To advise the leaseholders of 9 flats on buying the freehold of their property.
This was a complex scenario that included commercial premises and retained areas of the common parts, which the landlord had enclosed and made into illegal residential accommodation (converted without having fulfilled the necessary planning and building controls consents).
It took until February for the Leaseholders to resolve to commit to take valuation advice at which time they instructed Ringley (also the owners of the Leasehold Guidance Service) to carry out a valuation.
This valuation included assessment of the market rental value of the commercial premises and their capital value.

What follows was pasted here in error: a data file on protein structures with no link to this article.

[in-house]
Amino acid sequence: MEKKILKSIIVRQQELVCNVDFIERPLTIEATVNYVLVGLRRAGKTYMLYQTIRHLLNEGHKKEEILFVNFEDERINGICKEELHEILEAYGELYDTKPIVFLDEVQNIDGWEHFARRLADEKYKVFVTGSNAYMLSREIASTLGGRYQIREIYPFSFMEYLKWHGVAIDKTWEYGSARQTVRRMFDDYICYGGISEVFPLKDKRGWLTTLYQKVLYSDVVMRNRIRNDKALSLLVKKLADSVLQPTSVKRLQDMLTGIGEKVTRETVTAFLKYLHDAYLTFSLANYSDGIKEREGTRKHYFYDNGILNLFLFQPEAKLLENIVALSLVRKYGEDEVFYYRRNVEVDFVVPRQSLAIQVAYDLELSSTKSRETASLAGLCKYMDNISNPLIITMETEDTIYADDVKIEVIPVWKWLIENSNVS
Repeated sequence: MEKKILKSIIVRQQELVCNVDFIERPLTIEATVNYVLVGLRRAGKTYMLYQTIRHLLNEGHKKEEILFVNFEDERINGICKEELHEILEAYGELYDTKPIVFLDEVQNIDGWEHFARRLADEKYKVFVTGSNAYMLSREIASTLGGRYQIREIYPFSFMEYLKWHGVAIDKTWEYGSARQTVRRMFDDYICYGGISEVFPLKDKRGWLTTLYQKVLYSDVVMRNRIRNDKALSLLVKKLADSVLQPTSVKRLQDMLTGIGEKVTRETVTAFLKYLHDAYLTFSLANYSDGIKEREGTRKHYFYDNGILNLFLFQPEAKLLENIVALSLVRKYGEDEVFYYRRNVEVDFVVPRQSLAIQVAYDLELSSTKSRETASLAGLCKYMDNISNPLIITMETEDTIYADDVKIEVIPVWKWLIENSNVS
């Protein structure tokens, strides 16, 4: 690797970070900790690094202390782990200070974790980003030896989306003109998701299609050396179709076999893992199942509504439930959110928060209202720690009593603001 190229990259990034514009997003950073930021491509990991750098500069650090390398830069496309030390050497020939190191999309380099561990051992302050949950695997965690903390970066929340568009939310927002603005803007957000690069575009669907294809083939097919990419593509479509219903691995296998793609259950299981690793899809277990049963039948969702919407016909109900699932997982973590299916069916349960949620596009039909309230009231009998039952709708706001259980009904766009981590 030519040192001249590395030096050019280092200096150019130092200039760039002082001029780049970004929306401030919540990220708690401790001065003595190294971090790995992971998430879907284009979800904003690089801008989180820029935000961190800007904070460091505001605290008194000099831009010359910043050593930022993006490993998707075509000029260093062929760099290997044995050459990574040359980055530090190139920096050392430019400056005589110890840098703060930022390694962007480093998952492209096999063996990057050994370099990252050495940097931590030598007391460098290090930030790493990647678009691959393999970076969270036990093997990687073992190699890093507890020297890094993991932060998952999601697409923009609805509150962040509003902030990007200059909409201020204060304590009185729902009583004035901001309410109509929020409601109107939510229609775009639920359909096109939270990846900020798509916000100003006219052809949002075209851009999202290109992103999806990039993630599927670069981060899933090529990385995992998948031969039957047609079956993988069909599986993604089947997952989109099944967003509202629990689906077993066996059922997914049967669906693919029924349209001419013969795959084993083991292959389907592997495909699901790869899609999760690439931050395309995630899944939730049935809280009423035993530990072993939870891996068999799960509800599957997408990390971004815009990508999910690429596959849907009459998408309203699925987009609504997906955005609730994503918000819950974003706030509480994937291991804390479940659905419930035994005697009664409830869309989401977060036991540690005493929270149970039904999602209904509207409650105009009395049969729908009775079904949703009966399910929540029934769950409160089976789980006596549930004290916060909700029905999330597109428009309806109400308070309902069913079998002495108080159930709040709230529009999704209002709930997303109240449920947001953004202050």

The valuation was made more complex since some flats were not participating, which had to be taken into account when determining the marriage value. With access to the areas of the common parts enclosed by the landlord we had to use HM Land Registry plans and measurement of other parts of the building to assess the value of the land enclosed. The intention was to either dispossess the landlord of this area delivering future investment income to the, or to sell the statue on a sale and lease situation in the same way.
After the meeting the residents wrote:
"Many thanks for sorting out this complex problem for us. Yor report was thorough and indispensable to our campaign for the freehold of Amersham House. Thank you."
In this case there were two flats with 73 year leases to enfranchise under the Leasehold Reform, Housing and Urban Development Act 1993 as amended. We valued for the leading Leaseholder the likely premium for extending her lease and also the premium to enfranchise.
Our valuation was £14,500. The Freeholders at £21,500 plus £2,000 costs we eventually negotiated an all in settlement at £18,500.